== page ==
Car Body design: An extensive report of the “From Dream to Reality” collective car design exhibition which took place in Tehran, Iran. It presented many projects and works of young Iranian designers, including some new projects specifically developed in teams.
“A group of young Iranian graduates in Industrial and Transportation Design surprised the automotive industry at this year’s “From Dream to Reality” exposition in Tehran. And although Iran is not considered a hotbed of design talent, check out the Audi D7 Concept by Kaveh Naser-Bakht.” Source: Design Crave
To quote someone I didn’t know until recently: A house is just a place to keep your stuff while you go out and get more stuff.
Just received the following – Thanks Ann :)
From The Joy of Ageing: I feel like my body has gotten totally out of shape, so I got my doctor’s permission to join a fitness club and start exercising I decided to take an aerobics class for seniors. I bent, twisted, gyrated, jumped up and down, and perspired for an hour. By the time I got my leotards on, the class was over!
Young republic by Nooshin J. Navidi: Navidi made her first trip to Iran in Spring 2006 to explore the country for sixth months. Born in Southern California to an Iranian father and Korean mother, Nooshin graduated from Stanford University with a Masters in Sociology and Bachelor in Communications.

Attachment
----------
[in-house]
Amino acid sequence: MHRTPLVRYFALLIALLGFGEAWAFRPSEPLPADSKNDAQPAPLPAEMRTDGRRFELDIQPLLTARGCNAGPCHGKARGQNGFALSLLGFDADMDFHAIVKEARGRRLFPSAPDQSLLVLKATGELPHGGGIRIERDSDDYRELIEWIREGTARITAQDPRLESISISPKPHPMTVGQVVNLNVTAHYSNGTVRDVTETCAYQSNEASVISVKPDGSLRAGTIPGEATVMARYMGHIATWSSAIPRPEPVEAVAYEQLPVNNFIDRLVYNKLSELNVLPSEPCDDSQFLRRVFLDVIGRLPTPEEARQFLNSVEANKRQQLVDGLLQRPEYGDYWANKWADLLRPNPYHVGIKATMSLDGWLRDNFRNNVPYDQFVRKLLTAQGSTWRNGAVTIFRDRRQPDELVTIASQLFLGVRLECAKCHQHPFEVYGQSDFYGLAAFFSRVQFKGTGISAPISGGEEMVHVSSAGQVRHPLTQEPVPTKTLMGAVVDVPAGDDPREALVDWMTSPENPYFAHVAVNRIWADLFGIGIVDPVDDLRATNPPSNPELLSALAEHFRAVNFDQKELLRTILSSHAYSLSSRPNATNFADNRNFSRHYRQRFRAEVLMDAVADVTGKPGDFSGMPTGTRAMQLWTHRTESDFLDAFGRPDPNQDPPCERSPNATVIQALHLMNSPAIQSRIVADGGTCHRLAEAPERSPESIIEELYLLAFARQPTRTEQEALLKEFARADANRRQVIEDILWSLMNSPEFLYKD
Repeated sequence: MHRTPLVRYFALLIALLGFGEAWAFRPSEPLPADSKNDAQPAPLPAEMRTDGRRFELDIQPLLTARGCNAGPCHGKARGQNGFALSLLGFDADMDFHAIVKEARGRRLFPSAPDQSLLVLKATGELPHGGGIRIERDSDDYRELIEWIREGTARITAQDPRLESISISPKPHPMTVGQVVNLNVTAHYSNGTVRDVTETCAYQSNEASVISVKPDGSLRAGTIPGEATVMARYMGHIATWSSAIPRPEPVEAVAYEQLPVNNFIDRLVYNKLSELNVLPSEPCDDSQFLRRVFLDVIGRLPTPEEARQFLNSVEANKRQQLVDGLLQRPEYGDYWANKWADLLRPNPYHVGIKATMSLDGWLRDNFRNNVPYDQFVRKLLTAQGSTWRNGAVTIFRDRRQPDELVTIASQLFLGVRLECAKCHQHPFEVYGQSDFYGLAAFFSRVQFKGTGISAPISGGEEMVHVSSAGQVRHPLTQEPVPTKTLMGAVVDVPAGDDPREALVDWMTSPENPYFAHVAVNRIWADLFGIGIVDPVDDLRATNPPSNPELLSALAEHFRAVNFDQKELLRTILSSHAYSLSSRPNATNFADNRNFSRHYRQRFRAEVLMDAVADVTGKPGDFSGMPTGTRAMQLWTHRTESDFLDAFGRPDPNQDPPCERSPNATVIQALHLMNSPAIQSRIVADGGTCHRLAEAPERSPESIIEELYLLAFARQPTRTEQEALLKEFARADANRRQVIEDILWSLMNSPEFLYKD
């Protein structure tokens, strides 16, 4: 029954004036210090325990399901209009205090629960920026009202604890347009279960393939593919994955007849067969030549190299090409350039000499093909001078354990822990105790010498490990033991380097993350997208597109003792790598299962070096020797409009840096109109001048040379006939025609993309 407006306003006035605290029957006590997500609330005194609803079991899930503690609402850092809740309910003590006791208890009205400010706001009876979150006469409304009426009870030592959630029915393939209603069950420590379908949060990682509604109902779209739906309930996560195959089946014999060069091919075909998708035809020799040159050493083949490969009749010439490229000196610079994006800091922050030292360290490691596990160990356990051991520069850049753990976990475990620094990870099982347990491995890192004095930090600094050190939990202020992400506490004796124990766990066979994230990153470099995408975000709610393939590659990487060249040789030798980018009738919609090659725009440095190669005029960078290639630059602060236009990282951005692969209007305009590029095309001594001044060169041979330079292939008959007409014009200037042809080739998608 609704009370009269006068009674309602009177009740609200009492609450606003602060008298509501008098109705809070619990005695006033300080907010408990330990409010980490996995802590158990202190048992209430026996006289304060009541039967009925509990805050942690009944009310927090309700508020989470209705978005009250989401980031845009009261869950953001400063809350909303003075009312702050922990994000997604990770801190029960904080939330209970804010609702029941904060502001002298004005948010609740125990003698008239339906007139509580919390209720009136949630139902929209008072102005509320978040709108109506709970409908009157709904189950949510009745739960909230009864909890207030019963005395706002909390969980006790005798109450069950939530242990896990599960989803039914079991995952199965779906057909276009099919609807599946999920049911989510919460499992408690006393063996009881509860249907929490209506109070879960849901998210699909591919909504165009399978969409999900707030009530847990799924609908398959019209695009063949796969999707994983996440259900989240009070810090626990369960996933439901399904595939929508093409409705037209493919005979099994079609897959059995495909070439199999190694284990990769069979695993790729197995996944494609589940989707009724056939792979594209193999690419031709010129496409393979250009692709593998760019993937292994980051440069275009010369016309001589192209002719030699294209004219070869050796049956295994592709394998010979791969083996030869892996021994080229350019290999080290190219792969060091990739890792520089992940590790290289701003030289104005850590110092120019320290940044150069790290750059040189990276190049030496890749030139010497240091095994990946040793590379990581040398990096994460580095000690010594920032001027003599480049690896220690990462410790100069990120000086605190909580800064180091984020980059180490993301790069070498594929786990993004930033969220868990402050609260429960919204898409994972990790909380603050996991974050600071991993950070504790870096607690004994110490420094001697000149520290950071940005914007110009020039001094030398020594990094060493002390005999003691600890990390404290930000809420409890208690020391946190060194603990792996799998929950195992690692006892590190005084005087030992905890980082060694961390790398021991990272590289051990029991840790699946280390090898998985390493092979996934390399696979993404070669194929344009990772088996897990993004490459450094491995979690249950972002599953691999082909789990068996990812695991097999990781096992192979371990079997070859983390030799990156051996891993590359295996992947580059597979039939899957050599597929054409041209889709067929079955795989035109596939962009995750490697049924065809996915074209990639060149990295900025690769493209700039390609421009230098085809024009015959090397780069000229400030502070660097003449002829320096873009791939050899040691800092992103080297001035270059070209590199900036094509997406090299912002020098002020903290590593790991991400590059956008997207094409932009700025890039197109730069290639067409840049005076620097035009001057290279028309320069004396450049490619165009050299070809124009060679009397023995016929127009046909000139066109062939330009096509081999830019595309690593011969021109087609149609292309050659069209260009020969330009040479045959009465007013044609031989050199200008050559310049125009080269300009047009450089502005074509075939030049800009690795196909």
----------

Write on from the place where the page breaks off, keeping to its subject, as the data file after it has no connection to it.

More videos on Iran including American life in Iran, 1975
Link via Peyman
More links/events at Roshan Cultural Heritage Institute
Peace Corps Writers Blog: Iran
Sandali-ye Lahestani, or Polish chair, is a well known piece of furniture to Iranians. In cities, it used to be everywhere: in our homes, cafes and other public places.
These wooden chairs have a large variety of shapes and woodwork. In the picture you can see a plain one, a survivor in my own family.
With time Polish chairs have been replaced by newer products and trends but occasionally you see one here and there.
In recent years Polish chairs have gained a nostalgic value – just google صندلي لهستاني and you’ll find poetry, books and stories named after them.
Finally they have become a classic and collectible items, restored and traded for anywhere up to $300 – depending on their shape and quality of woodwork.
This post was inspired by Voytek :)
Links in Persian:
Two blogs: Polish chair by N & Polish chair by S
A story: Polish chair, by Parsia Khajeh-noori
Books: Polish chair, by Mahnaz Ronaghi
Friday 28th on a Polish chair, short stories by Gazaleh Zargar Amini
In order to tie up loose ends :) let me clarify this: almost every other day a few people end up here through the following search engine item: Persian/Iranian tea glasses. I got curious as I knew I had never posted anything about it so I googled the item:
In order to satisfy the general request here is my knowledge about this subject: As far as I know there is no such a thing as Persian or Iranian Tea Glass, we even use the Russian word stakan, meaning glass.
What is commonly used is either Turkish style glass with more or less elaborate decoration,
the Russian or Iranian made engareh, Podstakannik: a metallic, sometimes silver, glass holder. But mostly any plain glass.
Unlike North-Africa we don’t like colored glass, we like to see the color of the tea, which is a testimony to its quality, though in recent years one can find colored or painted ones in handicraft shops, but that’s for tourists! There is also a new trend of western style cup and saucers, the influence of satellite TV programs?